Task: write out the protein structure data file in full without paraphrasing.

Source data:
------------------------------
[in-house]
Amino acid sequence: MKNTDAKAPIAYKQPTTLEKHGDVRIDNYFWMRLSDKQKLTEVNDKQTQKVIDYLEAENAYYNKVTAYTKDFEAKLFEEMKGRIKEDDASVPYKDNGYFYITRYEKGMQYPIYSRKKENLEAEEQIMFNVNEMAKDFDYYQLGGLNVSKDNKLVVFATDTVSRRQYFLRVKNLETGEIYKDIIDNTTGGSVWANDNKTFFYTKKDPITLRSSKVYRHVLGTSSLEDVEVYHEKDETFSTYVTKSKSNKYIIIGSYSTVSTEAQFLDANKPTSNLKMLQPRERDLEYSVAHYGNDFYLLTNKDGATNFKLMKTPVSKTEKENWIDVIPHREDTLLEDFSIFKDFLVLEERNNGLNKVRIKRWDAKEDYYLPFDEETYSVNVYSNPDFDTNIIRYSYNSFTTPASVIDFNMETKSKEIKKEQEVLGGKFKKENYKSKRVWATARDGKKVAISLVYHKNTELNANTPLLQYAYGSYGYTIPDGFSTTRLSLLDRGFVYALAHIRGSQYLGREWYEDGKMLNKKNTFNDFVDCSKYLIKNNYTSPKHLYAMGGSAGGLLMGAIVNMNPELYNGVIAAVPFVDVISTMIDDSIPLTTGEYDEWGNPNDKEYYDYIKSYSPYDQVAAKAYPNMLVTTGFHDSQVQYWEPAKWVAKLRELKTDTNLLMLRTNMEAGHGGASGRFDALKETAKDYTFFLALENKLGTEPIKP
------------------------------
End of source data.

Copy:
[in-house]
Amino acid sequence: MKNTDAKAPIAYKQPTTLEKHGDVRIDNYFWMRLSDKQKLTEVNDKQTQKVIDYLEAENAYYNKVTAYTKDFEAKLFEEMKGRIKEDDASVPYKDNGYFYITRYEKGMQYPIYSRKKENLEAEEQIMFNVNEMAKDFDYYQLGGLNVSKDNKLVVFATDTVSRRQYFLRVKNLETGEIYKDIIDNTTGGSVWANDNKTFFYTKKDPITLRSSKVYRHVLGTSSLEDVEVYHEKDETFSTYVTKSKSNKYIIIGSYSTVSTEAQFLDANKPTSNLKMLQPRERDLEYSVAHYGNDFYLLTNKDGATNFKLMKTPVSKTEKENWIDVIPHREDTLLEDFSIFKDFLVLEERNNGLNKVRIKRWDAKEDYYLPFDEETYSVNVYSNPDFDTNIIRYSYNSFTTPASVIDFNMETKSKEIKKEQEVLGGKFKKENYKSKRVWATARDGKKVAISLVYHKNTELNANTPLLQYAYGSYGYTIPDGFSTTRLSLLDRGFVYALAHIRGSQYLGREWYEDGKMLNKKNTFNDFVDCSKYLIKNNYTSPKHLYAMGGSAGGLLMGAIVNMNPELYNGVIAAVPFVDVISTMIDDSIPLTTGEYDEWGNPNDKEYYDYIKSYSPYDQVAAKAYPNMLVTTGFHDSQVQYWEPAKWVAKLRELKTDTNLLMLRTNMEAGHGGASGRFDALKETAKDYTFFLALENKLGTEPIKP